So, now I’m on the hunt for a new pair of sandals.
This day was dedicated to trying to find tickets for the train to Rosario. However, the ticket office was closed and would be closed for Sunday as well. We then headed over to the city center and visited the Pink House, Argentina’s equivalent of the White House. They were celebrating their bicentennial, and we got to learn about some important figures from 200 years ago who helped liberate South America from Europe.
We then browsed some antique shops, walked along the streets of the San Telmo neighborhood and finished our day off with a glass of cold white wine in a bar (which cost 6 pesos total, or fifty cents each).
Day five was a Sunday, and we started later because we now know that the entire continent of South America shuts down on this day. We started with coffee and empanadas at our favorite Florida coffee shop, then headed down to the antique and crafts fair in San Telemo.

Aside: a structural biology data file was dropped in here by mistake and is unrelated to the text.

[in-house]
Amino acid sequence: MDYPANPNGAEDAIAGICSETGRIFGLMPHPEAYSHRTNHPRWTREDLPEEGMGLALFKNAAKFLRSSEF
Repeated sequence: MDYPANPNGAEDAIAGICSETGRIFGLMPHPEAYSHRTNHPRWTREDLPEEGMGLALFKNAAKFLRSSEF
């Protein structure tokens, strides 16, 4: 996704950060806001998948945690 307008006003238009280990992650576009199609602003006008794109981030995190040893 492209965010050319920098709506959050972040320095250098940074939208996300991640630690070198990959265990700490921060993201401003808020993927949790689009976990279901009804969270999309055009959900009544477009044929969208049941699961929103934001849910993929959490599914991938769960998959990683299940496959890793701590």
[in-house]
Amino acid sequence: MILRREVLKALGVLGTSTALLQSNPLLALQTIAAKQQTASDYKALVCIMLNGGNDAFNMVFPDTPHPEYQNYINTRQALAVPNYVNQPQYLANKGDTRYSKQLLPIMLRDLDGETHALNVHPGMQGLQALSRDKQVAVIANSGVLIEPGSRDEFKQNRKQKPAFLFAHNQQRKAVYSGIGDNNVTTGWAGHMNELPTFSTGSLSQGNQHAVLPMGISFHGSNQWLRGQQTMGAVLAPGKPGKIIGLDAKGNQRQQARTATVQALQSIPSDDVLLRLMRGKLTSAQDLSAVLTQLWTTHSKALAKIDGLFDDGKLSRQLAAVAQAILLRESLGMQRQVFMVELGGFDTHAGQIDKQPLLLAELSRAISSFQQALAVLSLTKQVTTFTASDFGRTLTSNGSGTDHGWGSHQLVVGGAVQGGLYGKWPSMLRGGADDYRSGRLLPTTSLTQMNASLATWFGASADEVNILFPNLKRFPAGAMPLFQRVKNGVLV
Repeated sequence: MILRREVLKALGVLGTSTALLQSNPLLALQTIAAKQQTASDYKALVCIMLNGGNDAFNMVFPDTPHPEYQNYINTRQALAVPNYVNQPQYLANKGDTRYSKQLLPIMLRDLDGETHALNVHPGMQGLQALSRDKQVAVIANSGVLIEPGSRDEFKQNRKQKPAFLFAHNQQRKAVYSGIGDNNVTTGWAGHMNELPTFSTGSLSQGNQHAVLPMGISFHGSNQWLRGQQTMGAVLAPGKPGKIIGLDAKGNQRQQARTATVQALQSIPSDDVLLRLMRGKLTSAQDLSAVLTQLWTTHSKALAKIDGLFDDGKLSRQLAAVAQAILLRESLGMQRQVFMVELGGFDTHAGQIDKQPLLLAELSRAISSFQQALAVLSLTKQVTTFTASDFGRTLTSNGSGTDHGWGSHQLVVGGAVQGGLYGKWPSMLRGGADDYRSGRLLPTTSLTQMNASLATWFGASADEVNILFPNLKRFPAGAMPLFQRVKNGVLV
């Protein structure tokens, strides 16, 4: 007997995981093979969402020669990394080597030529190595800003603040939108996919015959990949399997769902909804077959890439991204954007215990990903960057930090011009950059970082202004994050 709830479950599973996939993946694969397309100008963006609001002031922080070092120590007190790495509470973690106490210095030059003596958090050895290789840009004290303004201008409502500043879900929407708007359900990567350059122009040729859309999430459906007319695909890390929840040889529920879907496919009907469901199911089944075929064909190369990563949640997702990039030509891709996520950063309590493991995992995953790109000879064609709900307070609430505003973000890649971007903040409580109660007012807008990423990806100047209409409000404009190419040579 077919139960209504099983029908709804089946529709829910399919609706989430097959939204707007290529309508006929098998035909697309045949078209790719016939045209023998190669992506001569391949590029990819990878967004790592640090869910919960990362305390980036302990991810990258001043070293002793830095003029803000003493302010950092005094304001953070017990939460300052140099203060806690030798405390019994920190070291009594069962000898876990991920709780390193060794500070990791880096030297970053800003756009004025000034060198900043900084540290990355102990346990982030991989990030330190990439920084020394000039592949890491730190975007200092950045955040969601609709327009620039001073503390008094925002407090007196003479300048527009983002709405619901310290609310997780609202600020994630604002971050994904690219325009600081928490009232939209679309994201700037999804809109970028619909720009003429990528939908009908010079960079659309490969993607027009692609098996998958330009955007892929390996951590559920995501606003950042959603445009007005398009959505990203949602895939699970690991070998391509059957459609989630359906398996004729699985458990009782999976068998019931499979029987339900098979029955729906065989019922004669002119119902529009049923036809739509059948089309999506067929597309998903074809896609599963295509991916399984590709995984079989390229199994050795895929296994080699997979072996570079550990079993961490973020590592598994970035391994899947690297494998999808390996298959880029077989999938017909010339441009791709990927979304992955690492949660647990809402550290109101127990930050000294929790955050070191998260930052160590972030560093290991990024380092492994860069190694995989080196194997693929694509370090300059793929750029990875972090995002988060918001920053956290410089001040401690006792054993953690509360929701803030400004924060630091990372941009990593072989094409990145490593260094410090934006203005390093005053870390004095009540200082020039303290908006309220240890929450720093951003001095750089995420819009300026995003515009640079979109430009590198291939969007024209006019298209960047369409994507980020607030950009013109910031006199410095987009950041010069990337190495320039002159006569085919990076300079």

I apologise, I don’t have any photos from day four or five. I decided that taking my camera into the crowded downtown was not a risk I wanted to take.
But I wish I had photos of the amazing leather work, silver work and jewelry that these artists produced! It was spectacular, like going to the renaissance fair every day!
Then came the frustrating part of the day. We decided to check out another fair that was happening across town. The guide book recommended this fair, which they said happened on Sundays. We took the bus, which the guide book failed to mention was a 30 minute ride, and arrived at a small local outdoor vendor fair, but nothing on the scale of what the guide book described. We searched the neighborhood, and found the location where the fair usually takes place, but the fair wasn’t there.
Hot, disappointed and frustrated with the guide book, we made our way back to the train, and got pizza at our favorite Florida neighborhood cafe.
Today we go to Rosario, but we are looking forward to visiting Buenos Aires again in April. Then, it will be cooler, with less tourists and cheaper.